With Meta, OpenX hopes to turn header bidding from a hack to get around an ad server’s limitations to a more sustainable solution that addresses latency and partner management issues.
But it still has plenty of work to do. OpenX must first finish integrating buyers into Meta. Once those are complete, it can approach publishers to implement.
Among the publishers that have expressed interest in signing on is study guide website Slader, which uses a wrapper solution to manage its seven partners.
“As we continue to layer on header partners, we layer on more and more network requests,” said Scott Kolb, co-founder of Slader. “That takes up more bandwidth and more things can go wrong.”
For Slader to use Meta, Kolb will need to make sure overall performance, including both speed and yield, is the same or better. Kolb also needs to ensure enough of its partners plug into the OpenX Meta solution for it to make sense to use.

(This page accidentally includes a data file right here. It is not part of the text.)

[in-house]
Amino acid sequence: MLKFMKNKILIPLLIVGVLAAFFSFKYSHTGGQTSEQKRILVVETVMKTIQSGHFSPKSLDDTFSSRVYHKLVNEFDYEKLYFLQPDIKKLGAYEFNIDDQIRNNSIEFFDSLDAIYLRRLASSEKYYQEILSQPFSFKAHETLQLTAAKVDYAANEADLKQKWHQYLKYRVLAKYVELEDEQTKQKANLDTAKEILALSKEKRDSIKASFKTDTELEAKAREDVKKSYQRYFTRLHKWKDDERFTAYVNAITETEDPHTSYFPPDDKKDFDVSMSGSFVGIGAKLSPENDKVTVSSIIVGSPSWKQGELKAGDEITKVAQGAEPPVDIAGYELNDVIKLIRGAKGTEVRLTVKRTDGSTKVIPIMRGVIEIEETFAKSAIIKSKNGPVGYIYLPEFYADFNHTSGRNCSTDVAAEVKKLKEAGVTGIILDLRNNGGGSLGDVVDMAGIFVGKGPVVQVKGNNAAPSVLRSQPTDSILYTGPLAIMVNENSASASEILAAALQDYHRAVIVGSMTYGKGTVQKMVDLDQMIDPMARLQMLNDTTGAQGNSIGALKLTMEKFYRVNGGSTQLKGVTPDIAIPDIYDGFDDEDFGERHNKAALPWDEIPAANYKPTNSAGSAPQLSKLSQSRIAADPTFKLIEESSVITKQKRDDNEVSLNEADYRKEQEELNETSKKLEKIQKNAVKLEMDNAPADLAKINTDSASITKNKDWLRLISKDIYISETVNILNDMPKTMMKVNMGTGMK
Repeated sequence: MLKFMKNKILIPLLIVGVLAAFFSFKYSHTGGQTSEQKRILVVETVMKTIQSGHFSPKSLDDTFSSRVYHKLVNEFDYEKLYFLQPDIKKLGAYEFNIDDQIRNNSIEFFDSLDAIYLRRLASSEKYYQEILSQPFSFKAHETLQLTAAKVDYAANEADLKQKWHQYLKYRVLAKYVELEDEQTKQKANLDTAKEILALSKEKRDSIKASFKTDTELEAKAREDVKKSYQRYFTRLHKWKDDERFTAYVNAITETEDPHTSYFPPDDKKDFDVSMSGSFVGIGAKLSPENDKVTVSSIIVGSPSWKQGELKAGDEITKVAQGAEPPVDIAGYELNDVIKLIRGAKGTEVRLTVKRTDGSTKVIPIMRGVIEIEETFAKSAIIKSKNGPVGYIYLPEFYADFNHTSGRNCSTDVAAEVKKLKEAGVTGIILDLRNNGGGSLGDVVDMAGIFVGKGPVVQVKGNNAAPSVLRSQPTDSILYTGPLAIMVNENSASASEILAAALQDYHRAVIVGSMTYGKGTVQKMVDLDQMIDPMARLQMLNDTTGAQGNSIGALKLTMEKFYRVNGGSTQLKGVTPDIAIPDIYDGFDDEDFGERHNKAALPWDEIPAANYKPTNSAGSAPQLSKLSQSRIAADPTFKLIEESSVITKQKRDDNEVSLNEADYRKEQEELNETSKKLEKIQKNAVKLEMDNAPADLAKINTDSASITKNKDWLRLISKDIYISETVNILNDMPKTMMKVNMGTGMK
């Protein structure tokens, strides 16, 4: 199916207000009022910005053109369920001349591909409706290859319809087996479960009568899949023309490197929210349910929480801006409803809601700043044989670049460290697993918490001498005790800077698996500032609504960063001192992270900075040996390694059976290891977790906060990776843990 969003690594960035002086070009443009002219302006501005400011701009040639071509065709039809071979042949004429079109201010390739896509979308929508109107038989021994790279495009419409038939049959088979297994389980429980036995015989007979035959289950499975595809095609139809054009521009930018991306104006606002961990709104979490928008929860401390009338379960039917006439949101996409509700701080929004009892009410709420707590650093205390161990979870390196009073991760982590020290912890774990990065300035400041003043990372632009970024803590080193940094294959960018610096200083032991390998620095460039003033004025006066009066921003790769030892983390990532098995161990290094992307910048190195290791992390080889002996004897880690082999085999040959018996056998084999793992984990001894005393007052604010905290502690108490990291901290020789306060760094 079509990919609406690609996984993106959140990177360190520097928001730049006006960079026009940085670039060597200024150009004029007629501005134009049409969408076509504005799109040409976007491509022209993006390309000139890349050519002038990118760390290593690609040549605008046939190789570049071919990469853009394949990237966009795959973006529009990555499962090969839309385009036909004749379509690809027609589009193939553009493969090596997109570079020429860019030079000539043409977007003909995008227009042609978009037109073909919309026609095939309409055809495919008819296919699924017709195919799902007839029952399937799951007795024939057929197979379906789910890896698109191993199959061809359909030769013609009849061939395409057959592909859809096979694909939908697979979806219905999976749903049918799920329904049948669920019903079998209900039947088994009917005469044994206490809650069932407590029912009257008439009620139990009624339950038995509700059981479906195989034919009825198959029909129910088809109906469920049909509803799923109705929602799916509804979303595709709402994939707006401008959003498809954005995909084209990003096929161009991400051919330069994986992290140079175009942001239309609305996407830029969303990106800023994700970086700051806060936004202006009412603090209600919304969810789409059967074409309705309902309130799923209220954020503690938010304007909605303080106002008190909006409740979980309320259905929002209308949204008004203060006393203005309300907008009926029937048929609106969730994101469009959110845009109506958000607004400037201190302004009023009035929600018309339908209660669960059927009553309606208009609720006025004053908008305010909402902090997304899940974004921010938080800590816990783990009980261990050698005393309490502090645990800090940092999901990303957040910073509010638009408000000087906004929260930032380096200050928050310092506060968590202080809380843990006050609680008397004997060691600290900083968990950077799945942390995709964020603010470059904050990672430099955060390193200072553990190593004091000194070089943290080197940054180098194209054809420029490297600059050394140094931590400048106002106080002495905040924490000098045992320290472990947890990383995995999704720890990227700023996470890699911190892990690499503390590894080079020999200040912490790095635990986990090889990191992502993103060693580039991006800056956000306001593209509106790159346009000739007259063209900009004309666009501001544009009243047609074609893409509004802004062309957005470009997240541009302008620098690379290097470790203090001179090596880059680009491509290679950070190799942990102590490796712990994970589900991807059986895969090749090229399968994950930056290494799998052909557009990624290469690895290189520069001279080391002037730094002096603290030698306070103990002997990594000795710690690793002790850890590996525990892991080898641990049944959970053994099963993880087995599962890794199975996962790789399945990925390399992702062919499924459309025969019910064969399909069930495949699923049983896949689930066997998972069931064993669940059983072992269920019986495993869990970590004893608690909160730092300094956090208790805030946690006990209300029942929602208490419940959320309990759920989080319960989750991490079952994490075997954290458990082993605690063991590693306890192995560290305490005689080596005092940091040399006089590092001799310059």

OpenX admits some tech partners don’t like being fenced in by another’s wrapper. It’s been particularly tough for publishers to bring Amazon and Criteo into their wrappers, for example.
To win over publishers and their header bidding partners, Open X promises that it won’t do two things that can bias an auction in its favor. It won’t give itself “last look,” or an ability to beat the winning bid, and it will pass all bids into the ad server, allowing a publisher to monitor performance of all partners transparently.
Given the “aggressive adoption” by publishers of header bidding, OpenX projects that 25% of its 150 to 200 header bidding partners will sign on to use Meta this year, said Qasim Saifee, the company’s SVP and GM of monetization.
“Header bidding has been a great means for publishers to level the playing field,” Saifee said. “This doesn’t change that dynamic, it just makes it easier for publishers to do it.”